Today’s Interesting Case: Pigmented Villonodular Synovitis

Radsource radiologists are constantly communicating and sharing knowledge with each other. In our blog series Today’s Interesting Case, our team will post notable cases and images for discussion from time to time.

A 24 year-old male presents with knee pain and swelling and a posterior mass.

A fat-suppressed proton density-weighted sagittal image reveals extensive lobulated soft tissue thickening within the joint, obscuring the ACL. Lobulated soft tissue with similar signal characteristics is see posterior to the joint.

knee joint
A fat-suppressed proton density-weighted sagittal image reveals extensive lobulated soft tissue thickening within the joint, obscuring the ACL. Lobulated soft tissue with similar signal characteristics is see posterior to the joint.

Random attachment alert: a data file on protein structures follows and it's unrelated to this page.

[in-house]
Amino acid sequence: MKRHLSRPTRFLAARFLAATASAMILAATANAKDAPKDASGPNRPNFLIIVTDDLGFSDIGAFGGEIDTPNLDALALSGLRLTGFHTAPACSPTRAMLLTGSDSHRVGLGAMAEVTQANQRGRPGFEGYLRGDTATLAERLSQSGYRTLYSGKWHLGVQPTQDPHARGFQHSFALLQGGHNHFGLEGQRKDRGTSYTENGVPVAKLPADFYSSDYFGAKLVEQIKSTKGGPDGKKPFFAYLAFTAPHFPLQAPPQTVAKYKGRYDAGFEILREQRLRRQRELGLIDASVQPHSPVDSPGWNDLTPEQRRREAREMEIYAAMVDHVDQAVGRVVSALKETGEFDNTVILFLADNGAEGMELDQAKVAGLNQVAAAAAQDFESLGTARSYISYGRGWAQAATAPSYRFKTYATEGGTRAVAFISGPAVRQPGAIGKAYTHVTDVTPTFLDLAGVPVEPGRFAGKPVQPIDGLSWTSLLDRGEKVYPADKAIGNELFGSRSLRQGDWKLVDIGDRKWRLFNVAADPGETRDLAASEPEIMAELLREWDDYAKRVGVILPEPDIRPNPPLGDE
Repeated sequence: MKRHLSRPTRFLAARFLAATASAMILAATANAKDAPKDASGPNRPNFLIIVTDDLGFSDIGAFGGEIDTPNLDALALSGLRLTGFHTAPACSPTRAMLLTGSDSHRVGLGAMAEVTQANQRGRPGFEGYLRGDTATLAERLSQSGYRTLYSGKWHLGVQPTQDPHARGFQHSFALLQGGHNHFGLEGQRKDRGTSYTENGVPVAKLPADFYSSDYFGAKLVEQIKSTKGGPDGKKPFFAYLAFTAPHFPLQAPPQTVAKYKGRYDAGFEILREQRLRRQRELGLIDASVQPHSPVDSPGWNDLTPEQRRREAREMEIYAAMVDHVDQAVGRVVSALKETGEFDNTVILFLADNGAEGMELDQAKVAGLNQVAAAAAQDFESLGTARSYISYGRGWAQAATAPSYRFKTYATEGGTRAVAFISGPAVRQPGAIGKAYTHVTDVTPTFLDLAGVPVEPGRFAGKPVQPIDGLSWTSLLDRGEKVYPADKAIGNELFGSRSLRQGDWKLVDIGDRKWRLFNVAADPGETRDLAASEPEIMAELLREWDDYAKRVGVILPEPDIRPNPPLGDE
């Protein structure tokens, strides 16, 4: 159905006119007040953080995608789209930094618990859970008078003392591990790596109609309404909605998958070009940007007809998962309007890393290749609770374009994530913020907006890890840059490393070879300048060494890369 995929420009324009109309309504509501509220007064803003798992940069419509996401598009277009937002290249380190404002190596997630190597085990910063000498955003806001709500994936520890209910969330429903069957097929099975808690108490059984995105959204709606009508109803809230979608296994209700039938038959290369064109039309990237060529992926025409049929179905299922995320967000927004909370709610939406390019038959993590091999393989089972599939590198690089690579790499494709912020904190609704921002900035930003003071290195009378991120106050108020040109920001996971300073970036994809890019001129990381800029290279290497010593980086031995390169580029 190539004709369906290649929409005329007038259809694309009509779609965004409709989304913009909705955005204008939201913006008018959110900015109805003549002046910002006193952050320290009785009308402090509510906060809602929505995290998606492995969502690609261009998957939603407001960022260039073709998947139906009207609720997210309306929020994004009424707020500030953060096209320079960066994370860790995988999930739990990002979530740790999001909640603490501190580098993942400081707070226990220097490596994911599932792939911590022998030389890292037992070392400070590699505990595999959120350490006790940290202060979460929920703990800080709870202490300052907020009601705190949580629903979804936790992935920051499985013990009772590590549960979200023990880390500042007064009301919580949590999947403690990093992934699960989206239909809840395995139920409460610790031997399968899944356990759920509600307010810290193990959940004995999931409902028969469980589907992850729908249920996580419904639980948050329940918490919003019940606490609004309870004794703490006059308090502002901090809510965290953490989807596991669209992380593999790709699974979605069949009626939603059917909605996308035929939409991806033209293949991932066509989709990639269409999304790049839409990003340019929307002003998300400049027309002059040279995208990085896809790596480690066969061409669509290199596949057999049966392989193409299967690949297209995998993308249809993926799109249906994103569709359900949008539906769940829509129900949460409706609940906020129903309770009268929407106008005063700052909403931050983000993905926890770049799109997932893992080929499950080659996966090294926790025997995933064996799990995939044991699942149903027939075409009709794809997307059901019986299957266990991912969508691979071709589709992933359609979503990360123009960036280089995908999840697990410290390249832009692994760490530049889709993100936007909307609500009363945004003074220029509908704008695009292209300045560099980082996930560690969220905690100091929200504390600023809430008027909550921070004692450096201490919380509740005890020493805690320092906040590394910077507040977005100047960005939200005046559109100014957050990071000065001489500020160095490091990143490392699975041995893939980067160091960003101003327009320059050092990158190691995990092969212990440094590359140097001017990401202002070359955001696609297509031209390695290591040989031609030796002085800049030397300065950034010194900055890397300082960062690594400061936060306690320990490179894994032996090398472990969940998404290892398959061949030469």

Knee joint
On a T2-weighted sagittal view, regions of very low signal intensity are more readily apparent within the lesions, likely due to the presence of hemosiderin.

 

 

popliteal cyst
On a fat-suppressed proton density-weighted axial view, an osseous erosion is apparent, and the posterior “mass” is seen to be secondary to the process filling a large popliteal cyst.

 

The findings are compatible with a severe synovial proliferative process, in this case due to an unusually severe case of pigmented villonodular synovitis (PVNS).

The only curative treatment for PVNS is surgery, and in such cases, MRI provides valuable preoperative information regarding the extent of the process.

Find more information on this topic, see Dr. Mark Awh’s Pigmented Villondular Synovitis Web Clinic from March 2005.